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Is Your Apartment Rent Stabilized? This Website Will Help You Find Out

By Gustavo Solis | March 3, 2015 3:10pm
 Amirentstabilized.com lets people look up their buildings and helps them navigate through bureaucracy.
Amirentstabilized.com lets people look up their buildings and helps them navigate through bureaucracy.
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DNAinfo/Gustavo Solis

MANHATTAN — A new website is helping New Yorkers find out if they are living in a rent-stabilized unit — while being charged market-rate rent.

The site, named amirentstabilized.com, allows users to search for their buildings in a database and find out if there's a chance their unit should be protected under the city's rent-stabilization rules, said creator Chris Henrick 33, a student at Parson's MFA Design and Technology program.

The website will tell you if your building is on the city's list of addresses with units still on the rent stabilization rolls. While it can't tell you if your specific unit is one of them, it will help you navigate through the process of tracking that information down. The site contains links to different state agencies to help you get confirmation of your unit's status as well as forms to fill out a complaint if you're being overcharged.


Tenants could really gain a lot from looking at their rent history. Ramon Hernandez of Hamilton Heights found out his landlord had overcharged him for years and, with the help of a nonprofit, was awarded $112,000 in a state ruling.

"People should know about this because a lot of people are moving into apartments and may not even realize their apartment is rent-stabilized," Hernandez said. “My hope is that it becomes a way to prevent landlords from doing things like lying to their tenants about what their rent should be."

Henrick, who lives in Prospect-Lefferts Garden, said that while Mayor Bill de Blasio’s affordable housing plan focuses on building new units, there should be more focus on preserving the city’s current affordable apartment stock.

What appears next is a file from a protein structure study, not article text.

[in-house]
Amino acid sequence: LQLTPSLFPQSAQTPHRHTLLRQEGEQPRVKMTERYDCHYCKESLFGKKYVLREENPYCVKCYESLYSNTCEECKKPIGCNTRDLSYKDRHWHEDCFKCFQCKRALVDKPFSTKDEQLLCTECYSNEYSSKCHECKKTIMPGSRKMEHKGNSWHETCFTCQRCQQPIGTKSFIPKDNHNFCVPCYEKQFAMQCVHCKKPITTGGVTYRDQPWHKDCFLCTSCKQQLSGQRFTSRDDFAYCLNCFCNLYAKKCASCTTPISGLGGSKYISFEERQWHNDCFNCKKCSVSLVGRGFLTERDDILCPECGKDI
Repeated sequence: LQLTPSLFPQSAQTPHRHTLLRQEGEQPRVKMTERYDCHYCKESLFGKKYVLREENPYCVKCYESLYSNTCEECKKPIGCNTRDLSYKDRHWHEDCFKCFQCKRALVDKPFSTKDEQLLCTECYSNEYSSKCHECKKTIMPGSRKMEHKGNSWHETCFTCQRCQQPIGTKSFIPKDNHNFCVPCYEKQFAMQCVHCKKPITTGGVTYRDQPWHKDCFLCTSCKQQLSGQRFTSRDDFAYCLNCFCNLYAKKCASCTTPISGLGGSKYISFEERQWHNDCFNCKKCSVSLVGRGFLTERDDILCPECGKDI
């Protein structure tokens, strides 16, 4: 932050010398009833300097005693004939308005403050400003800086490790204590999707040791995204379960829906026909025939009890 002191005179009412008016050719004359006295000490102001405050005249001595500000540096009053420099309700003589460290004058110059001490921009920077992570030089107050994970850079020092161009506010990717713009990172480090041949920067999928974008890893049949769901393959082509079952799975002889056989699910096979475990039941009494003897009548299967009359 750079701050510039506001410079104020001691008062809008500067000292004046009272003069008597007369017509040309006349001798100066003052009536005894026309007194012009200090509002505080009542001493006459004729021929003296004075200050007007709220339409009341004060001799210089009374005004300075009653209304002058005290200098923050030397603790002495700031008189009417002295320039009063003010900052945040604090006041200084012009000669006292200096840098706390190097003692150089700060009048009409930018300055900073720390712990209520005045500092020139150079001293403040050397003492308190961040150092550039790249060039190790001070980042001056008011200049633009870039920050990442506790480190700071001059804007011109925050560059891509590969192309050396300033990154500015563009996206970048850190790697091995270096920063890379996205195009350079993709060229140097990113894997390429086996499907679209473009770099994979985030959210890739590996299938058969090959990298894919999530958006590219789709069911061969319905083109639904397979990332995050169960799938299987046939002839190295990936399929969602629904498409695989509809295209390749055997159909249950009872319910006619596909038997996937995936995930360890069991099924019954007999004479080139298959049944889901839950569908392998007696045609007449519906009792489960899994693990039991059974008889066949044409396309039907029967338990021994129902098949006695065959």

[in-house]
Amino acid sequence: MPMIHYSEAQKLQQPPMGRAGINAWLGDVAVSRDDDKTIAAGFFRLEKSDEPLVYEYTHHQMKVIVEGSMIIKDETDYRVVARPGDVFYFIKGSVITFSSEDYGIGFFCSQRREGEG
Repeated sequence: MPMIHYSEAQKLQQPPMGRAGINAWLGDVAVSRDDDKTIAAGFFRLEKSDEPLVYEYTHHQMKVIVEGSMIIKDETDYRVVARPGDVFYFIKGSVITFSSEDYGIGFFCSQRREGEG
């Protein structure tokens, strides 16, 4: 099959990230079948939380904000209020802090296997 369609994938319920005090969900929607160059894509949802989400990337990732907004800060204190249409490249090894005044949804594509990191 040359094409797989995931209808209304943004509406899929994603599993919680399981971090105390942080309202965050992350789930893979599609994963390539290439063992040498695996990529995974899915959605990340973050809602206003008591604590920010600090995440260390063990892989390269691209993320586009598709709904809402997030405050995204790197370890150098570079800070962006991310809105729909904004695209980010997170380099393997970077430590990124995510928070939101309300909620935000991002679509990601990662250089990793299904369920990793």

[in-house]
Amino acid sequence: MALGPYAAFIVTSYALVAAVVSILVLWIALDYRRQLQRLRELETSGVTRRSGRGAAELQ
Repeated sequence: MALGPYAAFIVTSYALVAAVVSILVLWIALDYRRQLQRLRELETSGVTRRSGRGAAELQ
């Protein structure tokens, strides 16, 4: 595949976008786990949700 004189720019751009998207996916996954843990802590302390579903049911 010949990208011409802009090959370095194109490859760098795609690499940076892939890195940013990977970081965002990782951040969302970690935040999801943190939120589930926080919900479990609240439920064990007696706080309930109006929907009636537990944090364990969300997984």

“The current rent-stabilized stock is estimated to be around 1 million apartments and if you look at what landlords are doing they really have no incentive to keep them,” he added. “For them it’s just a matter of business.”

Henrick came up with the database by combining a list of every rent-stabilized building from the Division of Housing and Community Renewal with a list of every building with more than six units built before 1974 —which are buildings advocates say are the buildings to most likely to be rent-stabilized.

The database contains more than 50,000 tax lots, which can have more than one building on the property, Henrick said.

A similar website, Apartable, which tells apartment hunters if buildings have any violations, launched last month.

New York City is going through an open data movement, with sites like Open Data NYC becoming more popular and more people finding more ways of making public data useful, Henrick said. But while most of the data is public information, it is not always easy to access, Henrick explained.

“I think data visualization and big data are trendy topics right now but I am more interested in trying to see how we can use this data to promote civic action,” he said.